As you fly through life on the sweet bird of youth, the wind blowing through your hair until you have no more, you tend to notice things that transpired that you may not have appreciated at the time. This life was one tied closely to the game of baseball, from the first moment of being overtaken by the smell of freshly roasted peanuts in the Polo Grounds, through the daydreams that come with playing in Little League, high school, and college all the way through being professionally involved as media.
The older you get, the more you begin to think back to those young days, time when baseball was king. It was, in your youth, a game played professionally only east of the Mississippi River, mostly north of the Mason-Dixon Line. It was played by white men without exception and so much as the thought of a Japanese player, so close to the end of World War II, seemed impossible. Baseball was a game bathed in history and you were taught that there were some records that would never be broken, records attached to names that seemed magical from the past.
No one would hit more than Babe Ruth’s 60 home runs, not any more than anyone would ever strike out more batters than Walter Johnson had fanned. Ty Cobb was the most prolific hitter and base stealer there would ever be; no one would ever break his record of 4,189 hits or 96 steals in a season or 895 steals in a career, you were assured. This was a given. There were no debates about it, although, certainly, this was during the time when there was no talk radio.
But as you look back on it now, around that time, you wonder what it must have been like for someone who was born in 1880 to see, 65 years later, an atomic bomb wipe out an entire city. Anything was possible.
And so it was the other day that the thoughts of what I had lived through in the game of baseball, of how many unbreakable records proved to be breakable, of how the game’s face had be altered since childhood, even since covering my first major-league game professionally in 1966. By that time, of course, Jackie Robinson had changed the color of the game while the geography was changed not too long after, Horace Stoneham and Walter O’Malley taking their New York-based franchises to California.
It was interesting, perhaps, that the first game I did cover was the first played in the South, opening night in Atlanta, and that the first star player the Braves had there was Henry Aaron, an African-American in Georgia who would go on to break Ruth’s unbreakable career home-run record of 714, a number that was etched indelibly into the mind of any baseball fan. Spreading across the nation and into Canada, baseball changed its entire outlook upon itself, going to a playoff system that would have made Miller Huggins roll over in his grave, as if his Yankees had to win one or two series just to get to the World Series that was rightfully their heritage anyway.
Slowly the unbreakable records began to fall, turning the heroes of youth into far more human figures. Today it is difficult to find Ruth’s name in the record books, so many of his records have been dwarfed.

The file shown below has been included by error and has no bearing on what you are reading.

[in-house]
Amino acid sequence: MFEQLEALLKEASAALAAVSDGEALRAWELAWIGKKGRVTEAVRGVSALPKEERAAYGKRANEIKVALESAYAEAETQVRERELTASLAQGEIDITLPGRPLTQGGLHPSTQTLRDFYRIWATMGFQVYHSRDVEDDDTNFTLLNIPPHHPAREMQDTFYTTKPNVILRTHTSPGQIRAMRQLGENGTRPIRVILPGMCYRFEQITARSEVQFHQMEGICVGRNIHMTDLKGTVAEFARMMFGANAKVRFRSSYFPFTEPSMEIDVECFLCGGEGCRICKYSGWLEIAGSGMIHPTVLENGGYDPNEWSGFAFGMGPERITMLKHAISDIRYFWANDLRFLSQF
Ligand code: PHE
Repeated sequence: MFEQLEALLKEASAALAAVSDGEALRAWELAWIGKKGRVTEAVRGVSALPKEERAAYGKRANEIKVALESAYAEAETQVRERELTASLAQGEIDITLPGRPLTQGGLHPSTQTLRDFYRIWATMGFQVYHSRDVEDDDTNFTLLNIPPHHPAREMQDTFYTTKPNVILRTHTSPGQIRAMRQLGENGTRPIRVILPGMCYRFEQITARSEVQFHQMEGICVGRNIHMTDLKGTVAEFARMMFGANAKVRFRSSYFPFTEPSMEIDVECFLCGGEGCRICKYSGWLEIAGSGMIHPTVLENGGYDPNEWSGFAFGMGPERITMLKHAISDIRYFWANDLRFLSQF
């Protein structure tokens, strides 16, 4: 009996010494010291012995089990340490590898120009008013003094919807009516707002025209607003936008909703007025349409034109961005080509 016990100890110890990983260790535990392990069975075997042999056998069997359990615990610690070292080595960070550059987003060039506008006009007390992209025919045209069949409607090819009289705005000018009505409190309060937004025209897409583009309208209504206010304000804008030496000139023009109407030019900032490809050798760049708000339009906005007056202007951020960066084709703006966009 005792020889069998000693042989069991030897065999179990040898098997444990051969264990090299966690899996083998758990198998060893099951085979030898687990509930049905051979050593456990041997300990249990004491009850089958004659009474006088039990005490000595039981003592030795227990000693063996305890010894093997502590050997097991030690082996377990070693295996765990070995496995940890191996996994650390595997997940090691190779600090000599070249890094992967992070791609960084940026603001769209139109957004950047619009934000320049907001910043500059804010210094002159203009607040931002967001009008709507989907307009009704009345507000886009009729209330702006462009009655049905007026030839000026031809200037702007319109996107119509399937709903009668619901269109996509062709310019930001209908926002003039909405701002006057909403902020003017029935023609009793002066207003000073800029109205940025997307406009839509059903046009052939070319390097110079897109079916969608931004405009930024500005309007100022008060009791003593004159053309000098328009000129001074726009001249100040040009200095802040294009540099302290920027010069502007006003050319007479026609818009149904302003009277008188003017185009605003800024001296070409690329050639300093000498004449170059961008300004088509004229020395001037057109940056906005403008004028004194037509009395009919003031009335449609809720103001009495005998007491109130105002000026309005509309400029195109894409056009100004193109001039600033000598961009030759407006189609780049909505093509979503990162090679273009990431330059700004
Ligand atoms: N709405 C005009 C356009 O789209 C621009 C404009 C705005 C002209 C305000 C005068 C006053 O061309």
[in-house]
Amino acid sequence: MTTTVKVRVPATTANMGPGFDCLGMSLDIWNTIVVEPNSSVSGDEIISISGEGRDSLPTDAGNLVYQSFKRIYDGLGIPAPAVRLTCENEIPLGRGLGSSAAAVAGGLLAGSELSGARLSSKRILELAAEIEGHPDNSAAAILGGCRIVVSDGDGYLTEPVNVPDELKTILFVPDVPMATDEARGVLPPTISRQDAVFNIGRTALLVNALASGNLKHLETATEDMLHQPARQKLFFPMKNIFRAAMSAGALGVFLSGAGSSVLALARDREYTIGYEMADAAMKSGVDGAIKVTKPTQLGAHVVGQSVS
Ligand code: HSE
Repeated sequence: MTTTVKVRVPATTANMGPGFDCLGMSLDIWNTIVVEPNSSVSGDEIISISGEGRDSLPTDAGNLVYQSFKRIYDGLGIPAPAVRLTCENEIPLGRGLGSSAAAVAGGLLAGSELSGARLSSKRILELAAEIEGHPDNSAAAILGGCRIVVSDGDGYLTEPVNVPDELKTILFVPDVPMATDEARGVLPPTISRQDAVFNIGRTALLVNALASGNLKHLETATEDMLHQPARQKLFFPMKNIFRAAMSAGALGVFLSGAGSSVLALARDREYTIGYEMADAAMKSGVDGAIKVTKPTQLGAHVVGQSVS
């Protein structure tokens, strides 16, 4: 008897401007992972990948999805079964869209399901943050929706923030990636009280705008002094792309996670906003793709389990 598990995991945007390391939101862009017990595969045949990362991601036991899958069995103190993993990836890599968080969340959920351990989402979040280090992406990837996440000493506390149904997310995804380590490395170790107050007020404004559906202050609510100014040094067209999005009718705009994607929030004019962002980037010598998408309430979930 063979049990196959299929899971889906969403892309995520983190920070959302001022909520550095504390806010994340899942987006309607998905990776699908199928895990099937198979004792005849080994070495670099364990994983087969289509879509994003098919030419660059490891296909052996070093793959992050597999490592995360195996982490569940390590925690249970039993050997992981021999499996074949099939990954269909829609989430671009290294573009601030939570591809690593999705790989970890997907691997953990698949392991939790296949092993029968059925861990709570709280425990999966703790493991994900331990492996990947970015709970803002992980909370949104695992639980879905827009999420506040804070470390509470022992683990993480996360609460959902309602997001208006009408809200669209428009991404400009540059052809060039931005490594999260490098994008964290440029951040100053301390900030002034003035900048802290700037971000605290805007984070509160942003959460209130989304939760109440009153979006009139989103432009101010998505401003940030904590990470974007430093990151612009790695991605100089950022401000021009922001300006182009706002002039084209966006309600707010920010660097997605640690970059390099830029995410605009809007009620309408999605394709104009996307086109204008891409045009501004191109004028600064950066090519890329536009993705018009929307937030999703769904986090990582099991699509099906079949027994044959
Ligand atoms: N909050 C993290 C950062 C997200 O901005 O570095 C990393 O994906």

Sixty home runs? Roger Maris broke that back in ’61.
That opened the flood gate. No record was unbreakable, no feat impossible. This was Roger Bannister breaking the four-minute mile barrier, Chuck Yeager crashing through the speed of sound.
Then along came the chemically-enriched home-run hitters of the 1990s, Mark McGwire taking the record to 70 and Barry Bands taking it to 73. Seventy-three!
Along the way, of course, Aaron got not only Ruth’s career home-run record, but his RBI record.
Cobb’s stolen-base records were shattered over and over, from Maury Wills to Lou Brock to, finally, Rickey Henderson, a throwback kind of player himself who would steal 1,406 bases in his career and 118 in the 1982 season. If he didn’t go in spikes high as we always pictured Cobb doing it, like Cobb he went in ahead of the throw from the catcher.
Poor, poor Cobb. Pete Rose came along and broke his career hit record by collecting the unheard of figure of 4,256. The record counts. Pete Rose doesn’t.
Next to fall was George Sisler’s record of 257 hits, set in 1920. It was broken by, of all people, the Japanese import, Ichiro Suzuki, which clearly established that our world had changed quite drastically over a lifetime.
Johnson, of course, was considered the all-time strikeout king when he retired with 3,509, but then along comes Nolan Ryan and no strikeout record was safe as he fanned 5,714.
But the most shocking record of all to fall was Lou Gehrig’s streak of 2,130 consecutive games played, a record that perhaps we should have known was vulnerable since Gehrig’s career ended prematurely due to his tragic disease.
Interestingly, though, there was much that survived this onslaught of records by athletes honed to a fine edge by modern training techniques, at times chemicals, and aided by a lengthened season.
No one, for example, has been able to crack the .400 mark that Ted Williams reached in 1941, while no National League player has hit .400 since Billy Terry put a .401 average together in the freakish year of 1930. That, of course, was the same year Hack Wilson set the single-season RBI record with 190, a figure that would inflate to 191 when baseball historian Jerome Holtzman found an overlooked RBI seven decades later.
While we are at present in the midst of a battle between Albert Pujols and Joey Votto over the Triple Crown in the NL, please note no one has accomplished that in the senior circuit since Joe Medwick in 1937.
If one were to say that the two most unbreakable records to survive from my youth to this era were Cy Young’s 511 career victories and Joe DiMaggio’s 56-game hitting streak, he would get no argument from here, just don’t be so sure.